When it seems to us as if the apocalypse is upon us, when it seems as if the end is near, when it seems as if you are being persecuted, Isaiah gives us another image, a song, really, to hold onto.  When things seem to be falling apart, we can choose to live in fear and blame others (Starbucks, Walmart, anti this or pro that) for the chaos, or we can sing this canticle:

Surely it is God who saves me, I will trust in him and not be afraid.
For the Lord is my stronghold and my sure defense, and he will be my savior.

We do a lot of living in fear and blaming others for our problems.  The majority is always looking for a minority scapegoat to take out their frustrations and anger.  From those who persecuted the Jews, to the KKK, to those of wealth who blame the poor, fear is used to get power, and fear is used to hold power.

The image Jesus paints is also one that causes fear.  But if we stop there, if we only focus on the fears, we are missing the context of what Jesus is getting at.  Rather than being fearful and blaming others for the world's ills, we need to look at this as an opportunity to proclaim the Good News.

Buildings will crumble to the ground.  Nation will rise against nation.  Earthquakes, famines, plagues, and deadly portents will happen.  If we stop there, we lose.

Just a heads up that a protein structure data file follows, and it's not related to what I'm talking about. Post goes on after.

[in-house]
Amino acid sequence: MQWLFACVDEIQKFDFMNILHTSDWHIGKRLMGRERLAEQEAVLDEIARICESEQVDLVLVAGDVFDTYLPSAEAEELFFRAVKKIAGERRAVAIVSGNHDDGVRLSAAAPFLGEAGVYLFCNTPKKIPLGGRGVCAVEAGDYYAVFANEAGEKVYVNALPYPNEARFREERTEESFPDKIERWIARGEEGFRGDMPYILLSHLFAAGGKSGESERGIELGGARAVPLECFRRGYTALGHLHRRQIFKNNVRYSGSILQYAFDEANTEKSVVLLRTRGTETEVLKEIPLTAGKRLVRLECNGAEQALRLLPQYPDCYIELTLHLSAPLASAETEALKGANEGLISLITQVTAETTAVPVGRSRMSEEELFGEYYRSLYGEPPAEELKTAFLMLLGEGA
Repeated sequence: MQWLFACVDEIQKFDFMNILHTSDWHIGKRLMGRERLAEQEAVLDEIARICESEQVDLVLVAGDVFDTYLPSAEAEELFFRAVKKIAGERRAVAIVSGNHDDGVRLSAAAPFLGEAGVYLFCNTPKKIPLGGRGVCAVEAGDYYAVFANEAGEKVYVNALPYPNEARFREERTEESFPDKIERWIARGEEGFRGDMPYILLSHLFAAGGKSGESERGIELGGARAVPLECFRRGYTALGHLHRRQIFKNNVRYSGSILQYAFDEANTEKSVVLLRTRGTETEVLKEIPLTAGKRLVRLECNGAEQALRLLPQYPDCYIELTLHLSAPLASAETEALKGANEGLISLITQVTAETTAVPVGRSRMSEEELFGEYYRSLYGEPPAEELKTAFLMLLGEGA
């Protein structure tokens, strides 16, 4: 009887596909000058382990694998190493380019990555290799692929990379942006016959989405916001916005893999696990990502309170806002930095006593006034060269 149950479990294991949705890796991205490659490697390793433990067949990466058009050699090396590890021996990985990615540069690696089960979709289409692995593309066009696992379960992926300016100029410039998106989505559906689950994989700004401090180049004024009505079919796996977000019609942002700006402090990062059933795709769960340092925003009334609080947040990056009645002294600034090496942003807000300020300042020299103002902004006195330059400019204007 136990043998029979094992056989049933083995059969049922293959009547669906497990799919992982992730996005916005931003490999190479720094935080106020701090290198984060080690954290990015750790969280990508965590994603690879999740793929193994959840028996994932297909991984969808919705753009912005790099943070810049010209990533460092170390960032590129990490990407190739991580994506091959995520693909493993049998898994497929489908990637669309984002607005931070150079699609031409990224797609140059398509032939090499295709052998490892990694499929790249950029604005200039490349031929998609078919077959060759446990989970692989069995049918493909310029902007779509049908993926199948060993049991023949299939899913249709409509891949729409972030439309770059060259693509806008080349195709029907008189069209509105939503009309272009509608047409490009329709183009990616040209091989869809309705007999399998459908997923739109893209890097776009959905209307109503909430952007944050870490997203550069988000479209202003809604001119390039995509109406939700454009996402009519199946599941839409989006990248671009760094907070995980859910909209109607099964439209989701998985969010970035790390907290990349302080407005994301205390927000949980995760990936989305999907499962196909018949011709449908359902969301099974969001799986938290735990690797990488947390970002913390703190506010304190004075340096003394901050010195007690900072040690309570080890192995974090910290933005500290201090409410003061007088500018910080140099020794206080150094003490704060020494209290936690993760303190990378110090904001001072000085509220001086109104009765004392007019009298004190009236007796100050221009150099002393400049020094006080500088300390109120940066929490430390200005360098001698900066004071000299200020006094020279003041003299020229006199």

But if we read on, there is a message we can cling to.  This will give you an opportunity to testify.  This will give you reasons to seek Christ in all persons, loving your neighbor as yourself.  This will give you reasons to respect the dignity of every human being, regardless of what the world is doing.  By God's grace and love, by our following in Christ's footsteps and loving the unloved, through our endurance, we will gain our souls.

So no matter how bad things appear or get, no matter if glorious things crumble to the ground, no matter if there are wars, no matter if we are persecuted for offering a place of inclusion and respect, we must always remember this:  Surely it is God who saves me; I will trust in him and not be afraid.

And it will be through our enduring love of Christ, Church, and Others that we will gain our souls.



Lady Anne | 2:24 PM, November 13, 2016  

"Rejoice! Again, I say, rejoice!"

Every generation has believed they lived in end times, From before the Napoleonic Wars to the French and American Revolutions to Cambodia and now Aleppo. There was an earthquake yesterday in Christchurch, New Zealand.

Sometimes, it seems as if the biggest callers of "The sky is falling" are clergymen. We really need to hang on to God's promises and have faith. "Keep Calm and Carry On", as the British say.

spookyrach | 2:53 PM, November 17, 2016  

" is more complicated, involved, and deeper than forming an entire theology based on only a few lines out of the entire Bible."

This is my favorite of your sermons that I have read so far. Seriously. Thanks for being a champion of a complicated faith and opposing the fear that we've become so enamored of.